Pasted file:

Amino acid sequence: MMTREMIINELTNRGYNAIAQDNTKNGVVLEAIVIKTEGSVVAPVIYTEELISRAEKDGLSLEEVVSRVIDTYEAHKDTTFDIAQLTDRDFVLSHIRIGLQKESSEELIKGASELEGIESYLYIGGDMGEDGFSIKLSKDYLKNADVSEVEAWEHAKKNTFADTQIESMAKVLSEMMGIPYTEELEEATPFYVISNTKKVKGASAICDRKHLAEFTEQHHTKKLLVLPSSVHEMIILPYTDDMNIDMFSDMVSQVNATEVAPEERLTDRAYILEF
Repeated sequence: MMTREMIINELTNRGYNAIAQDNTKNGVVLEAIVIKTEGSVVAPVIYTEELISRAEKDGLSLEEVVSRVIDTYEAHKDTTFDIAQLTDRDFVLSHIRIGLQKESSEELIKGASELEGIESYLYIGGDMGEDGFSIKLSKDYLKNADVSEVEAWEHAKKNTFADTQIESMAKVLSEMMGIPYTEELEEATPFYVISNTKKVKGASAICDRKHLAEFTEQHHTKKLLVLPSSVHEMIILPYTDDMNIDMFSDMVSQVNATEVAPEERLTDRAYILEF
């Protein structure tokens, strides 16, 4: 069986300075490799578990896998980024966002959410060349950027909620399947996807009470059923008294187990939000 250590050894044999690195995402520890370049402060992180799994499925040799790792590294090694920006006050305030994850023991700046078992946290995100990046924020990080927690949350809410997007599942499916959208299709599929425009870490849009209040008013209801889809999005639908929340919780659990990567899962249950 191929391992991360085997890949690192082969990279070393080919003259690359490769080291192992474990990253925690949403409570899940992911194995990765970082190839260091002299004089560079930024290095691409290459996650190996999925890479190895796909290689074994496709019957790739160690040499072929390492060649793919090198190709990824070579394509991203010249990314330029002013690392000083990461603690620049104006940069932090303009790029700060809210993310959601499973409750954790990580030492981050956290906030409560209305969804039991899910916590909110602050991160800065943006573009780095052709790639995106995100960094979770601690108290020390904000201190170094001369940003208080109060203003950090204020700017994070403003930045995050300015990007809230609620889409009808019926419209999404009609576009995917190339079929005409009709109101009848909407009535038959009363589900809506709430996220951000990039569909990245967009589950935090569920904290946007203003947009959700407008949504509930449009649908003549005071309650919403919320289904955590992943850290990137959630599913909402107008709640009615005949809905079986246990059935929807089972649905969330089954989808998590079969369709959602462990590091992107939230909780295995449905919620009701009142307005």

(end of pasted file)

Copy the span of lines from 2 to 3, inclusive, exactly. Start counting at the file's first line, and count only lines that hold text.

Repeated sequence: MMTREMIINELTNRGYNAIAQDNTKNGVVLEAIVIKTEGSVVAPVIYTEELISRAEKDGLSLEEVVSRVIDTYEAHKDTTFDIAQLTDRDFVLSHIRIGLQKESSEELIKGASELEGIESYLYIGGDMGEDGFSIKLSKDYLKNADVSEVEAWEHAKKNTFADTQIESMAKVLSEMMGIPYTEELEEATPFYVISNTKKVKGASAICDRKHLAEFTEQHHTKKLLVLPSSVHEMIILPYTDDMNIDMFSDMVSQVNATEVAPEERLTDRAYILEF
């Protein structure tokens, strides 16, 4: 069986300075490799578990896998980024966002959410060349950027909620399947996807009470059923008294187990939000 250590050894044999690195995402520890370049402060992180799994499925040799790792590294090694920006006050305030994850023991700046078992946290995100990046924020990080927690949350809410997007599942499916959208299709599929425009870490849009209040008013209801889809999005639908929340919780659990990567899962249950 191929391992991360085997890949690192082969990279070393080919003259690359490769080291192992474990990253925690949403409570899940992911194995990765970082190839260091002299004089560079930024290095691409290459996650190996999925890479190895796909290689074994496709019957790739160690040499072929390492060649793919090198190709990824070579394509991203010249990314330029002013690392000083990461603690620049104006940069932090303009790029700060809210993310959601499973409750954790990580030492981050956290906030409560209305969804039991899910916590909110602050991160800065943006573009780095052709790639995106995100960094979770601690108290020390904000201190170094001369940003208080109060203003950090204020700017994070403003930045995050300015990007809230609620889409009808019926419209999404009609576009995917190339079929005409009709109101009848909407009535038959009363589900809506709430996220951000990039569909990245967009589950935090569920904290946007203003947009959700407008949504509930449009649908003549005071309650919403919320289904955590992943850290990137959630599913909402107008709640009615005949809905079986246990059935929807089972649905969330089954989808998590079969369709959602462990590091992107939230909780295995449905919620009701009142307005």